Dog ear


#1

Does anyone else here dog ear or oterwise modify their channels? If so, how do you go about doing it and how well does it work?


#2

I only do it on smaller channels due to rubber wear.
Have a look here for some pics:
http://www.windowcleaningresources.co.uk/html/dog_earing_window_cleaning_tip.html


#3

So I had it bent a little too far. Just tried it on my steccone 14’ featherweight, its great! thanks,man:)


#4

Here is something I have done to almost completely elliminate the play in the rubber (movement of the rubber moving in and out of the channel, esp. in the middle). I took some 18 gauge solid core insulated copper wire and threaded it between the back of the channel and the bead of the rubber. I’m still pretty new to WCing so there may be better ways to deal with water riding under the rubber but this has worked well for me, esp, when closing out where the squeegee is more perpendicular to the


#5

From: craig aldrich <aldrich_craig@yahoo.com>
Sent: Wednesday, September 19, 2007 6:08:51 AM

I pinch one end to hold the rubber,this way no clips are needed.Furthermore if you notice standard brass clips fit REAL tight in a Steccone so…by doing away with the clips & pinching one end it makes changing out rubber a snap!!

I just use a pair of channel locks or a good needle nose plier and pinch the one end so the rubber stays snug.

Craig Aldrich
Sparkle Window Cleaning
Canyon Lake,Ca.


#6

I looked at the dog ear page and I’m curious, how far past the channel end should the rubber extend anyway, & what if the rubber where cut to the same length as the channel? Would it still behave the same?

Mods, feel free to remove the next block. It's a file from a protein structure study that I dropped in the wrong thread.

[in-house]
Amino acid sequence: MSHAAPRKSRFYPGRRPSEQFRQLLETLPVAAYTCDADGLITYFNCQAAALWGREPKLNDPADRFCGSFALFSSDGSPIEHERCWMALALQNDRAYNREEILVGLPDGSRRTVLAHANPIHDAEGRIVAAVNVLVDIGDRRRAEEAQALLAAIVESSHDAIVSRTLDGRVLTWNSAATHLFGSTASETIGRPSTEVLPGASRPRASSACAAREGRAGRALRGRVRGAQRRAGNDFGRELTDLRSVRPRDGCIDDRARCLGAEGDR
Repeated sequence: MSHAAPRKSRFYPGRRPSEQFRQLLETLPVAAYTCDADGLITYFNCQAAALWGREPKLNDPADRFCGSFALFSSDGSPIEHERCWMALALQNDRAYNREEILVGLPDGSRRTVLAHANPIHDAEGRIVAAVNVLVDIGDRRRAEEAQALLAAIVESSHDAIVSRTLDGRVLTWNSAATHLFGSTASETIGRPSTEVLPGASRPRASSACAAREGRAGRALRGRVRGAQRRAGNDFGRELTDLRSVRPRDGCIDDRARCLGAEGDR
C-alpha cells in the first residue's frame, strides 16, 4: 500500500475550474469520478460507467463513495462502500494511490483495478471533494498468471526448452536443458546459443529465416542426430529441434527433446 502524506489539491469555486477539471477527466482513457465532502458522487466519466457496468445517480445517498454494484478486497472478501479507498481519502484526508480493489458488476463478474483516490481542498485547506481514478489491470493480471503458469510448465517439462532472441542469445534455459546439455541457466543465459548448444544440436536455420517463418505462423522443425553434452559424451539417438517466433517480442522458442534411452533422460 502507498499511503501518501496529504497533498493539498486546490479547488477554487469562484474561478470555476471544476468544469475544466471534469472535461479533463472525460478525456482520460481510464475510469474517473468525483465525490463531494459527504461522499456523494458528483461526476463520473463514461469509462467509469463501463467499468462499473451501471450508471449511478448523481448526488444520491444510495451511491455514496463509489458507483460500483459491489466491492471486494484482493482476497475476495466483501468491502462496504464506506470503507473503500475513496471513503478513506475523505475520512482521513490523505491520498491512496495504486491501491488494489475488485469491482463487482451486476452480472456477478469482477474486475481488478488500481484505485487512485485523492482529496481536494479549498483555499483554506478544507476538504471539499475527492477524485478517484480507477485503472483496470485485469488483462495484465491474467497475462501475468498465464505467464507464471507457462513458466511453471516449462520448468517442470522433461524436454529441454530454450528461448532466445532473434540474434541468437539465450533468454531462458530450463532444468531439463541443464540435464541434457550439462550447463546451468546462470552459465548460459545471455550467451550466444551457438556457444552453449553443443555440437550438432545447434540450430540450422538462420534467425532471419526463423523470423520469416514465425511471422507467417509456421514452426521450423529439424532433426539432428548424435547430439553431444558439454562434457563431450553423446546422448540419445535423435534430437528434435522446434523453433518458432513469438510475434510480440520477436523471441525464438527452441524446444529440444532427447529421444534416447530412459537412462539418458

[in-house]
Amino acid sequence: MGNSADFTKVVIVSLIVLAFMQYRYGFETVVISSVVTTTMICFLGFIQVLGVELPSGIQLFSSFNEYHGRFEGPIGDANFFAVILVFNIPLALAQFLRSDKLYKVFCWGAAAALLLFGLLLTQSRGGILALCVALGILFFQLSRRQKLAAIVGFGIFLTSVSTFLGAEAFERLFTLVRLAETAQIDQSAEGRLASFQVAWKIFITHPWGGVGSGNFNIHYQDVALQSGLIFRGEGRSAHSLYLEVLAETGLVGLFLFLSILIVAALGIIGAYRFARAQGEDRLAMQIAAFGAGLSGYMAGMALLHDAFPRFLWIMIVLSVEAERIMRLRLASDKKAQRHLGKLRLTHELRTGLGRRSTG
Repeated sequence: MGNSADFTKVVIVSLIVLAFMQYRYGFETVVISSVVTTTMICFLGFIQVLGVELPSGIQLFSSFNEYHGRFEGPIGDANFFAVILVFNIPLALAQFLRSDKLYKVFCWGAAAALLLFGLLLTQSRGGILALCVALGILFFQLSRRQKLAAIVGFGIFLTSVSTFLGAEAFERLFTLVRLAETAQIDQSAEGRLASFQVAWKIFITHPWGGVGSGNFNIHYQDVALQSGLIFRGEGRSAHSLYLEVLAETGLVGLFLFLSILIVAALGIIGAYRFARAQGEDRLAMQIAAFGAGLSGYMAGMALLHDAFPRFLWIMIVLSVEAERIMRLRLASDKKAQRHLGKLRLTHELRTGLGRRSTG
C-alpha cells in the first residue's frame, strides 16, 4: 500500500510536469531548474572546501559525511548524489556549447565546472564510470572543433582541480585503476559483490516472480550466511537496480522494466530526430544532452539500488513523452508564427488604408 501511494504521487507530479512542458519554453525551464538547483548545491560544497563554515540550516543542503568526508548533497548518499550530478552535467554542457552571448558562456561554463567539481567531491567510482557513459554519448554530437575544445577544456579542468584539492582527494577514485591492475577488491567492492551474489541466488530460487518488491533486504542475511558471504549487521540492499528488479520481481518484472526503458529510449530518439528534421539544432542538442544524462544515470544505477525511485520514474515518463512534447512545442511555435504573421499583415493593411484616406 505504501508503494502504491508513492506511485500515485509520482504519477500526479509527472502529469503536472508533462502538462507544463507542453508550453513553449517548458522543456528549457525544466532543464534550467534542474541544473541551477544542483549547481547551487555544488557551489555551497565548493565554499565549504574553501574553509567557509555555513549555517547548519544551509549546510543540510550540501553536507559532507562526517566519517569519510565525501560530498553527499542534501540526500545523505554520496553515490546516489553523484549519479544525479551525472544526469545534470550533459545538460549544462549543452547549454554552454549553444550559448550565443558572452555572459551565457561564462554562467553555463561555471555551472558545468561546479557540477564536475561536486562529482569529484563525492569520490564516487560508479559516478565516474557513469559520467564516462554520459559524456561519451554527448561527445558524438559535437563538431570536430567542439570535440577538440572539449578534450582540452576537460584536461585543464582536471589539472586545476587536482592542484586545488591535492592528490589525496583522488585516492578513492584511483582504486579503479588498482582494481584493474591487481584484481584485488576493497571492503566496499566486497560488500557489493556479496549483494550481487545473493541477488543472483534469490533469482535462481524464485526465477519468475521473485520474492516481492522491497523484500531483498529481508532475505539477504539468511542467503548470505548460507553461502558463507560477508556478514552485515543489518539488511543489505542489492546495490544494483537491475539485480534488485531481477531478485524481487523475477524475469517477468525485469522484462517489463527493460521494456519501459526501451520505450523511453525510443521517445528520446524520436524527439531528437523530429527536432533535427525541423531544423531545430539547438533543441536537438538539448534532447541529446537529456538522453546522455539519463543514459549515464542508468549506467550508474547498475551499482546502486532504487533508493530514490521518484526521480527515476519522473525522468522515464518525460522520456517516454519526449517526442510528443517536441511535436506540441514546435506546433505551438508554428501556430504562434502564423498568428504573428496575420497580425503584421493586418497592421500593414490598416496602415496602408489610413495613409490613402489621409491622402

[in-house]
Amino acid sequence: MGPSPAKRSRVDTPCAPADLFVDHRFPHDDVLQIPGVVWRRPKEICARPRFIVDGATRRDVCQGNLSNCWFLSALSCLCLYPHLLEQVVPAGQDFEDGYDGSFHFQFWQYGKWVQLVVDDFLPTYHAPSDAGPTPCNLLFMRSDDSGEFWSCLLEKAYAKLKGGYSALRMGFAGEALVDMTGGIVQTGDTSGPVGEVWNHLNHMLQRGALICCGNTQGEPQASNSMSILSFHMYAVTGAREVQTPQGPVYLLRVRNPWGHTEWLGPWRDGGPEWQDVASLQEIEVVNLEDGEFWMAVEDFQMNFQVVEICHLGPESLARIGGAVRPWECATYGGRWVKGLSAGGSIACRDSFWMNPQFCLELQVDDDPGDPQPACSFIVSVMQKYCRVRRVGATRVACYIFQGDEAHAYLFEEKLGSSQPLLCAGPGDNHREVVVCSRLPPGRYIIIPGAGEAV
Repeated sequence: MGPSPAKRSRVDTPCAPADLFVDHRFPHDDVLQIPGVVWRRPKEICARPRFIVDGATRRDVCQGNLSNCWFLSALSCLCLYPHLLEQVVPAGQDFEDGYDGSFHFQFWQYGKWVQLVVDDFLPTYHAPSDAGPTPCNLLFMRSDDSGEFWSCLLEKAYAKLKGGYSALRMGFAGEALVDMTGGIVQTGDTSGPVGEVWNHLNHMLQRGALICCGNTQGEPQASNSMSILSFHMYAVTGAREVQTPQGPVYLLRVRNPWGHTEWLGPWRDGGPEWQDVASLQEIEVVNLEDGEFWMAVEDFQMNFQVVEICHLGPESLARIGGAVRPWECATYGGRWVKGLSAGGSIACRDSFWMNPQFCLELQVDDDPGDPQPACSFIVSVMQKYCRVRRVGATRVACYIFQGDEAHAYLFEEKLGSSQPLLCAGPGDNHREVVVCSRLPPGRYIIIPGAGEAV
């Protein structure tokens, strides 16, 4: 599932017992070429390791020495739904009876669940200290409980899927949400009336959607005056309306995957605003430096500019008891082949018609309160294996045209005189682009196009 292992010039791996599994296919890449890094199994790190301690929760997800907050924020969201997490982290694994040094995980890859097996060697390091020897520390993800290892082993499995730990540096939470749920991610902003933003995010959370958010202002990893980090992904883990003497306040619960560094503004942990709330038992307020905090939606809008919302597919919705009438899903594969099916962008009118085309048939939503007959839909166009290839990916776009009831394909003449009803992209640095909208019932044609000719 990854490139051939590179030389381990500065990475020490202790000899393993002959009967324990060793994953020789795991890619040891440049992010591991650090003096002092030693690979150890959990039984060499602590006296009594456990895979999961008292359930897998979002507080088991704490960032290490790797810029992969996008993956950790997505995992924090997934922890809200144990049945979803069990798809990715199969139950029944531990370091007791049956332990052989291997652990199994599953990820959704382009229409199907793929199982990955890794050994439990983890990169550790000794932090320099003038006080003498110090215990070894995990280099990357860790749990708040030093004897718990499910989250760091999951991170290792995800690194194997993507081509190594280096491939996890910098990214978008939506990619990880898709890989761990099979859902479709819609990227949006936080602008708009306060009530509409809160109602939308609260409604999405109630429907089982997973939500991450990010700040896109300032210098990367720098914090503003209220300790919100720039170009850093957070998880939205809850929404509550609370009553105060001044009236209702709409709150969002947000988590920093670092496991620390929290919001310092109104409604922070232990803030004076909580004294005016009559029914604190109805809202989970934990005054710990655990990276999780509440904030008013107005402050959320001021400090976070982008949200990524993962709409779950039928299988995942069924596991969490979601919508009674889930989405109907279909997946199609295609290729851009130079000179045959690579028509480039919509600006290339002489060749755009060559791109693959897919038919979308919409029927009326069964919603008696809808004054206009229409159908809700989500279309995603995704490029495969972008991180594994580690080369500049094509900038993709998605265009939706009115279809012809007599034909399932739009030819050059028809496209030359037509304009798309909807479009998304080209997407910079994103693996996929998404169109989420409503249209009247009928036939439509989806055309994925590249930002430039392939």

I am relatively new to all of this.


#7

No worries Stud we all start somswhere;) It’s really personal preference how much excess rubber you leave. For me i like about a 16th of an inch where as others like a bit more.

One thing i notice is you are less likely to leave lines (if fanning) aka “fish tailing” i’ve also cut the rubber tight right to the channels end (prefer it on 6 or 8" channels)although…sometimes doing this will mare up some vinyl, wood & even metal frames because the channel is rubbing up against them.


#8

Thanks!
I have noticed that on some windows 2 “pulls” of an 18" are much faster than fanning for me. That’s just the lack of fanning experience or, are straight pulls sometimes faster?


#9

Absolutely! Alot of times it’s just plain faster to straight pull,as opposed to fanning especially on “hot glass” nevertheless…go with whatever works best for that particular situation.

Another thing worth adding is…when & if you dog ear your channels the more pronounced the bend the faster rubber will burn especially on the edges.

The flip side is…you rarely have to worry about channels riding up & over on certain seals of some windows.


#10

“Hot Glass” Here in Florida, there is nothing but hot glass.

Any tips on that?


#11

For what? WC or PC?
What problems. I live in Fl and might be able to help.


#12

One good tip is…less soap in your solution & work fast! That in itself will cut down on alot of aggravation;)


#13

another tip is…work with sun and try to start early in the summer.
I try to knock out most East facing windows before the sun becomes a beast, and same with the West outs.
I have found this to be a lot less frustrating:)


#14

Hey, David, glad to see you made it over.
Until PWI gets my window cleaning forum turned back on this is the place go for good info.
:slight_smile:

You better have listed me as your referrer.


#15

I always wondered how to go about dog earing the “proper” way. So I bought that “Advanced Window Cleaning Techniques” vid and it freakin’ ROCKS!

Showed me how to dog ear amongst other things. I thought because I average in between $50 and $60 per man hour there was nothing else I needed to learn.

BS…:eek:

I am so glad I got that video. Applying the principles in that video I can see me billing out $70 - $80 in the very near future.

I bought it to train my helpers… but ended up training myself.:cool:


#16

Have to agree - I find this tip helps me a lot.